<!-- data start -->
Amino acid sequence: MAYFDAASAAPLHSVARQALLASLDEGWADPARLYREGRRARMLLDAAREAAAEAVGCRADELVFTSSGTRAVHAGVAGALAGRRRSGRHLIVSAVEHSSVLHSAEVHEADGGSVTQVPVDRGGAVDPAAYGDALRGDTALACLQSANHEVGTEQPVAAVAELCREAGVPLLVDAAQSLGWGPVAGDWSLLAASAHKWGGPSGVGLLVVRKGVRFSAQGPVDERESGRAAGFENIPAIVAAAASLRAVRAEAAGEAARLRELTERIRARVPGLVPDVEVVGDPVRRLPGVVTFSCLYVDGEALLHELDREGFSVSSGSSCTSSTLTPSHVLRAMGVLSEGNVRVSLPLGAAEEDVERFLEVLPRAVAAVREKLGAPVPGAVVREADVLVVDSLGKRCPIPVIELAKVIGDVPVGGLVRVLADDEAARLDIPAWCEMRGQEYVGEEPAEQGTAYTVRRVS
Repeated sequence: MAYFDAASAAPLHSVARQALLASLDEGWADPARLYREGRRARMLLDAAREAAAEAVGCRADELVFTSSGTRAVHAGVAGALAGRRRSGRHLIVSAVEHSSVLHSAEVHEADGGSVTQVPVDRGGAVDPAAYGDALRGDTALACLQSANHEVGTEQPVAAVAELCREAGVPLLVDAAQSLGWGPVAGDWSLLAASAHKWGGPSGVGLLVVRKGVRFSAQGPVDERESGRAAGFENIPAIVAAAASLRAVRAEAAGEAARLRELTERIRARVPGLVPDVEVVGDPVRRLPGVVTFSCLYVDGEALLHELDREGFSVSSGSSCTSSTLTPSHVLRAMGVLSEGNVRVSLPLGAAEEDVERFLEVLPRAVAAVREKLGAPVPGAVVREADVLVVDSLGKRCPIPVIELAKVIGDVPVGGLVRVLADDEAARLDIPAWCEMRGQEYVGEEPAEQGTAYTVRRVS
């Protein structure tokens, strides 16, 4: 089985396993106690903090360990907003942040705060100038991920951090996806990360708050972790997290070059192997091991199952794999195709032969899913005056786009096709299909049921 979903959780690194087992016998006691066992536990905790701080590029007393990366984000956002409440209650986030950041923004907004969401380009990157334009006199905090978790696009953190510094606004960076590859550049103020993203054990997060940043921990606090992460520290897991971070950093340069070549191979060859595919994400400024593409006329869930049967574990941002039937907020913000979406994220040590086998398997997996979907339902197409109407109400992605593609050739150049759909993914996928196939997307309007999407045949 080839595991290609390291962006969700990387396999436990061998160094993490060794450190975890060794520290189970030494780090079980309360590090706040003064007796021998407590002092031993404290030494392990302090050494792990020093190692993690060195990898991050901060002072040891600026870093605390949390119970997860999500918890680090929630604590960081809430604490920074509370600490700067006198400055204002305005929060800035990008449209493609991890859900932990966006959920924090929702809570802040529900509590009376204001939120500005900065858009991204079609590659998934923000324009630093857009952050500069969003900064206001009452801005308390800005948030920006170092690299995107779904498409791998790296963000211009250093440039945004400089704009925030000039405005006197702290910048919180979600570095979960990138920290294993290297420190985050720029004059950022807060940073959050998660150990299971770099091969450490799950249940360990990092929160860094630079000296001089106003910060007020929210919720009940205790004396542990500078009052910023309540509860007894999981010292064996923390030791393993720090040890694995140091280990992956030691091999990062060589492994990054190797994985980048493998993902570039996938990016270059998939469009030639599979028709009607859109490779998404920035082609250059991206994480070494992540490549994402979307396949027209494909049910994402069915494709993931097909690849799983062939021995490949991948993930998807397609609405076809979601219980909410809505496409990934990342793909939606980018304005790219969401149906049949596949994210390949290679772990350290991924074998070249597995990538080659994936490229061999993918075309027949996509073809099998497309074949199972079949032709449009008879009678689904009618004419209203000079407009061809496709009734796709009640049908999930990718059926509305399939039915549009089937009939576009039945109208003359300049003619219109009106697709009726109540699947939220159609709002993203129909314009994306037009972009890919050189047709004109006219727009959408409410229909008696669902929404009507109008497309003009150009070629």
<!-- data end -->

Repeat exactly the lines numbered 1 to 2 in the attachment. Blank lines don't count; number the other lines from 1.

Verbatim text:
Amino acid sequence: MAYFDAASAAPLHSVARQALLASLDEGWADPARLYREGRRARMLLDAAREAAAEAVGCRADELVFTSSGTRAVHAGVAGALAGRRRSGRHLIVSAVEHSSVLHSAEVHEADGGSVTQVPVDRGGAVDPAAYGDALRGDTALACLQSANHEVGTEQPVAAVAELCREAGVPLLVDAAQSLGWGPVAGDWSLLAASAHKWGGPSGVGLLVVRKGVRFSAQGPVDERESGRAAGFENIPAIVAAAASLRAVRAEAAGEAARLRELTERIRARVPGLVPDVEVVGDPVRRLPGVVTFSCLYVDGEALLHELDREGFSVSSGSSCTSSTLTPSHVLRAMGVLSEGNVRVSLPLGAAEEDVERFLEVLPRAVAAVREKLGAPVPGAVVREADVLVVDSLGKRCPIPVIELAKVIGDVPVGGLVRVLADDEAARLDIPAWCEMRGQEYVGEEPAEQGTAYTVRRVS
Repeated sequence: MAYFDAASAAPLHSVARQALLASLDEGWADPARLYREGRRARMLLDAAREAAAEAVGCRADELVFTSSGTRAVHAGVAGALAGRRRSGRHLIVSAVEHSSVLHSAEVHEADGGSVTQVPVDRGGAVDPAAYGDALRGDTALACLQSANHEVGTEQPVAAVAELCREAGVPLLVDAAQSLGWGPVAGDWSLLAASAHKWGGPSGVGLLVVRKGVRFSAQGPVDERESGRAAGFENIPAIVAAAASLRAVRAEAAGEAARLRELTERIRARVPGLVPDVEVVGDPVRRLPGVVTFSCLYVDGEALLHELDREGFSVSSGSSCTSSTLTPSHVLRAMGVLSEGNVRVSLPLGAAEEDVERFLEVLPRAVAAVREKLGAPVPGAVVREADVLVVDSLGKRCPIPVIELAKVIGDVPVGGLVRVLADDEAARLDIPAWCEMRGQEYVGEEPAEQGTAYTVRRVS